Our Folklore: Writers Jenna Wortham And Kimberly Drew On Telling The Stories Of Black Creators
Jenna Wortham and Kimberly Drew are two of those people you would describe as “multi-hyphenates” but to be straightforward, we’ll go with writers and curators. They are curious women who pay close attention to the ever-changing world around them and, in the process, have developed a unique eye for culture, beauty and style. Jenna and Kimberly found their initial interests in art and writing while in college and once they did, pursued their field bravely and wholeheartedly.
Jenna is a journalist currently working as a culture writer for The New York Times. She also co-hosts the Times’ critically acclaimed podcast Still Processing. Art curator-turned-writer Kimberly Drew, popularly known by her social media handle @museummammy, was the former social media manager for the Metropolitan Museum of Art and now spends her time contributing to publications such as Glamour, W, and Teen Vogue.
However, while working in these predominantly white spaces they felt underrepresented along with the pressure to suppress their full identities within their workspaces. Jenna and Kimberly realized they wanted to do more to highlight the beauty and value in Black voices and experiences, especially in professional settings. The duo then began to engage in a conversation about the trajectory of Black culture they were witnessing with the rise of technology and social media. Hailing from different professional backgrounds, both Jenna and Kimberly brought different yet meaningful perspectives to this conversation. Through close collaboration, they decided to create a way to promote all of the multifaceted and imaginative work of contemporary Black creatives.
Thus was born their mixed-medium book Black Futures, an anthology of contemporary Black culture. With this book, Jenna and Kimberly demonstrate, through paintings, essays, memes, poetry, fashion, infographics, and other creative work, what they believe it means to be Black and alive right now as told by the creative trailblazers of our time. With more than 100 contributors to their archive and more than 500 pages, Black Futures encases all unique and essential perspectives of the Black identity and experience. From queer to trans and disabled identities, many and complex Black voices are present in the book, a physical manifestation of Kimberly and Jenna’s aim to provide a sort of roadmap for authentic identities that young Black creators can look to when striving toward their own goals and careers in art, fashion, writing, and other creative pursuits.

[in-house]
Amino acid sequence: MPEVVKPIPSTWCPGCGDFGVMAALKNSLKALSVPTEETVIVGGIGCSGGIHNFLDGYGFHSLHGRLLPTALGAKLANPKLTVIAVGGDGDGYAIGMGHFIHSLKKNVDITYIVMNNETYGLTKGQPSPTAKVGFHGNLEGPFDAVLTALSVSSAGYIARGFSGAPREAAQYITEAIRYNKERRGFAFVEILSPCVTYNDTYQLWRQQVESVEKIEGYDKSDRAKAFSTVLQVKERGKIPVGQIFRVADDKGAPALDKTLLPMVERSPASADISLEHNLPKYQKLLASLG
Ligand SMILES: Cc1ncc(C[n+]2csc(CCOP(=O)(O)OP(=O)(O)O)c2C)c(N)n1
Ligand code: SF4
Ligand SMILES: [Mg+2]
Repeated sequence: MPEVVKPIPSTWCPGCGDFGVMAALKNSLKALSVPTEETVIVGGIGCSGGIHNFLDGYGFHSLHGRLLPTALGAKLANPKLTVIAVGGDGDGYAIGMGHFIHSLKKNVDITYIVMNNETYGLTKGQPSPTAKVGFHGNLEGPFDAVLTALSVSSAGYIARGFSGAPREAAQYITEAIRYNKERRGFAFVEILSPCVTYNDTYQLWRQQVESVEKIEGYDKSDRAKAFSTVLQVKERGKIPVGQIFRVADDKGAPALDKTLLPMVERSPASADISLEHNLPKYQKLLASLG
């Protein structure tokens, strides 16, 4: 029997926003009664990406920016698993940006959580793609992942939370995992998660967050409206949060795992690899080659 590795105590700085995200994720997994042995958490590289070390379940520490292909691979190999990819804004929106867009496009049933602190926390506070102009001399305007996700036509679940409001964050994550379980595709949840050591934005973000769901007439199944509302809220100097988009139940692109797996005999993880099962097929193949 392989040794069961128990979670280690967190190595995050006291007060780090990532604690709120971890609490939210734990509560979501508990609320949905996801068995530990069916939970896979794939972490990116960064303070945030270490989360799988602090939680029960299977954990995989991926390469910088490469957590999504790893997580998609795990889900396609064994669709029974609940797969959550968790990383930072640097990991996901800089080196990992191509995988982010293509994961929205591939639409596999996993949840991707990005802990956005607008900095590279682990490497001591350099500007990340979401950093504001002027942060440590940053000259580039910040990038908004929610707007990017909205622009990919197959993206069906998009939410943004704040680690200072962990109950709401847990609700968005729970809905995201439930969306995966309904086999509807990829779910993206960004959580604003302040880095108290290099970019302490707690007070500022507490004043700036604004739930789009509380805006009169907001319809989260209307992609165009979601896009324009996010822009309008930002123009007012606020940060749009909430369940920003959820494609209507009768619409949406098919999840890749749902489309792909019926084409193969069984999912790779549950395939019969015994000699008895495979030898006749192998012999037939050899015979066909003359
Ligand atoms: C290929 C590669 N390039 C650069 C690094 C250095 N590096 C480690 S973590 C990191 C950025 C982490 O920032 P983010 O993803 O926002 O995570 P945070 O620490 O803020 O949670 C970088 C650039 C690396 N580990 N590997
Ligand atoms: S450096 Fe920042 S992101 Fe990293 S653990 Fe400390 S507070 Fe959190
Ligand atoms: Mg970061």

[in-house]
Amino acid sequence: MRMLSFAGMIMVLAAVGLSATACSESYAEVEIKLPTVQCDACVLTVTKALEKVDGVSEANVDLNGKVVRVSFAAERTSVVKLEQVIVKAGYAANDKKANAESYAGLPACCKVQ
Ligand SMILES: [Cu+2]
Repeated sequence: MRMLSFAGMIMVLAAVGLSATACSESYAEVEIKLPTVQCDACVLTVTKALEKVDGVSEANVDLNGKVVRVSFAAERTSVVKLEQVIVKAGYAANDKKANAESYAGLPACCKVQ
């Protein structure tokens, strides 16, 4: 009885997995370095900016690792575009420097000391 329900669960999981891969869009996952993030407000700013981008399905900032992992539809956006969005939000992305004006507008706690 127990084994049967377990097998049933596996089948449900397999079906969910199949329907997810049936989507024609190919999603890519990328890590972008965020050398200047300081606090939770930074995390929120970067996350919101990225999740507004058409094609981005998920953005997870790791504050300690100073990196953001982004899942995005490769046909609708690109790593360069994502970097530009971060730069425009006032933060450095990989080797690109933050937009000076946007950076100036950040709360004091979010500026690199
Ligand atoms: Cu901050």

Kimberly Drew and Jenna Wortham’s work is a thoughtful interpretation of the ever-advancing development of Black culture. The book addresses the constant strive for cultural progress that is necessary in society today, however, with an emphasis on how the culture overcomes each setback with strength, resilience, and beauty. The works demonstrated in the book showcases current movements in Black culture in a way that foreshadows the endless possibilities of what it might look like in the future.
Listen to the first episode of the second season of ‘Our Folklore’ for our interview with Jenna Wortham and Kimberly Drew here, and on Apple Podcasts or Spotify. Find excerpts from the interview below.
“I think in a lot of senses and a lot of cases for especially Black writers we are asked to do things that may not always speak to the deepest senses of our hearts and so it was really important for us when engaging with healers and artists and cooks and just this incredible gamut of folks to make sure that each contribution really spoke to what they wanted to see manifested.”
“We were thinking a lot about trying to be as inclusive of blackness as we could and we were bringing in a lot of our own worldviews. I know that we were thinking a lot about black disabled voices and thinking a lot about black trans voices. We were thinking a lot about not marginalizing the most marginalized among us.”
“We sat down and had this really fruitful conversation about trends we were both observing and things we were both really thinking and really feeling about this moment in Black culture especially in relation to social media and to digital communications and our abilities to really witness each other in unique and profound ways.”
“This was years before we started having these conversations about how white these tech companies were and the gender issue they were having and it was very difficult to get support around a lot of those ideas and that was also kind of what started this personal great migration for me in my career where I was like, ‘OK if I can’t do this work here in my career then where can I do it?’”
“I think for me, I have gotten so much gratification in my career by leaning into who I am. I don’t think that I am the kind of person who can pretend to be anyone else. I think about one of the first times I was doing a public lecture and I started talking about being queer and how important it was for me to express my queerness in the work that I was doing and take on a level of pride and sense of self.”
Words by Reann Philogene